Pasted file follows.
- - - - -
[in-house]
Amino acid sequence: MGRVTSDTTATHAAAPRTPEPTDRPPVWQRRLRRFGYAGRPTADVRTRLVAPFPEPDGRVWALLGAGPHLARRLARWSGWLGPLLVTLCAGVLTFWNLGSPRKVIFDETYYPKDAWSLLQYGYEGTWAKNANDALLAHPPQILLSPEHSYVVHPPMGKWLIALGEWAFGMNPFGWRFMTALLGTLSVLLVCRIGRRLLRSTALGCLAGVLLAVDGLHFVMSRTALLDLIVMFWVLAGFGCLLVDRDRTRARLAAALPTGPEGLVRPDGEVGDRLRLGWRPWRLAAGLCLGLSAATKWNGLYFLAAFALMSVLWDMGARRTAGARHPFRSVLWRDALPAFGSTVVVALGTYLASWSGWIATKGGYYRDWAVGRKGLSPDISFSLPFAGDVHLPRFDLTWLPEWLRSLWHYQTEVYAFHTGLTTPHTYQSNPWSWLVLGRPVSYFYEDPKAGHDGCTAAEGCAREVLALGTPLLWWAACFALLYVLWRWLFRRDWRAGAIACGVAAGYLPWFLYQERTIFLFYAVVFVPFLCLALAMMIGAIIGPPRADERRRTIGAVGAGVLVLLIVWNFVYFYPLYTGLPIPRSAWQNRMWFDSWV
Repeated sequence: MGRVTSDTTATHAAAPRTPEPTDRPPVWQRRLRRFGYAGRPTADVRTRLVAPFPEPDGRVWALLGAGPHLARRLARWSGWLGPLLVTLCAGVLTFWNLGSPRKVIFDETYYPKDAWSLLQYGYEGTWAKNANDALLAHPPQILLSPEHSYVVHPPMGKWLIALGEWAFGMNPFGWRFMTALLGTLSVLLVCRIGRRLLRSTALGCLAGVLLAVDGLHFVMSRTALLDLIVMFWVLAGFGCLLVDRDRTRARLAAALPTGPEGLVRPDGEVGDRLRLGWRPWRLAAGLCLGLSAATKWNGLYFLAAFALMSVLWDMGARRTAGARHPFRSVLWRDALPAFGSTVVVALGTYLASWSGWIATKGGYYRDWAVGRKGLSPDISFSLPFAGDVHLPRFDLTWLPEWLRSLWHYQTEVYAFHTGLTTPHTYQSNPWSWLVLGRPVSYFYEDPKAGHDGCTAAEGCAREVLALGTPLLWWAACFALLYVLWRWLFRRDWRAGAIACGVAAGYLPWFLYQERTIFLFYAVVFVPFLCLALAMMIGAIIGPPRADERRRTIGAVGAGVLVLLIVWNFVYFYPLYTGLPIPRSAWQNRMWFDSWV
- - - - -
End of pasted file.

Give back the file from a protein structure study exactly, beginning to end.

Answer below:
[in-house]
Amino acid sequence: MGRVTSDTTATHAAAPRTPEPTDRPPVWQRRLRRFGYAGRPTADVRTRLVAPFPEPDGRVWALLGAGPHLARRLARWSGWLGPLLVTLCAGVLTFWNLGSPRKVIFDETYYPKDAWSLLQYGYEGTWAKNANDALLAHPPQILLSPEHSYVVHPPMGKWLIALGEWAFGMNPFGWRFMTALLGTLSVLLVCRIGRRLLRSTALGCLAGVLLAVDGLHFVMSRTALLDLIVMFWVLAGFGCLLVDRDRTRARLAAALPTGPEGLVRPDGEVGDRLRLGWRPWRLAAGLCLGLSAATKWNGLYFLAAFALMSVLWDMGARRTAGARHPFRSVLWRDALPAFGSTVVVALGTYLASWSGWIATKGGYYRDWAVGRKGLSPDISFSLPFAGDVHLPRFDLTWLPEWLRSLWHYQTEVYAFHTGLTTPHTYQSNPWSWLVLGRPVSYFYEDPKAGHDGCTAAEGCAREVLALGTPLLWWAACFALLYVLWRWLFRRDWRAGAIACGVAAGYLPWFLYQERTIFLFYAVVFVPFLCLALAMMIGAIIGPPRADERRRTIGAVGAGVLVLLIVWNFVYFYPLYTGLPIPRSAWQNRMWFDSWV
Repeated sequence: MGRVTSDTTATHAAAPRTPEPTDRPPVWQRRLRRFGYAGRPTADVRTRLVAPFPEPDGRVWALLGAGPHLARRLARWSGWLGPLLVTLCAGVLTFWNLGSPRKVIFDETYYPKDAWSLLQYGYEGTWAKNANDALLAHPPQILLSPEHSYVVHPPMGKWLIALGEWAFGMNPFGWRFMTALLGTLSVLLVCRIGRRLLRSTALGCLAGVLLAVDGLHFVMSRTALLDLIVMFWVLAGFGCLLVDRDRTRARLAAALPTGPEGLVRPDGEVGDRLRLGWRPWRLAAGLCLGLSAATKWNGLYFLAAFALMSVLWDMGARRTAGARHPFRSVLWRDALPAFGSTVVVALGTYLASWSGWIATKGGYYRDWAVGRKGLSPDISFSLPFAGDVHLPRFDLTWLPEWLRSLWHYQTEVYAFHTGLTTPHTYQSNPWSWLVLGRPVSYFYEDPKAGHDGCTAAEGCAREVLALGTPLLWWAACFALLYVLWRWLFRRDWRAGAIACGVAAGYLPWFLYQERTIFLFYAVVFVPFLCLALAMMIGAIIGPPRADERRRTIGAVGAGVLVLLIVWNFVYFYPLYTGLPIPRSAWQNRMWFDSWV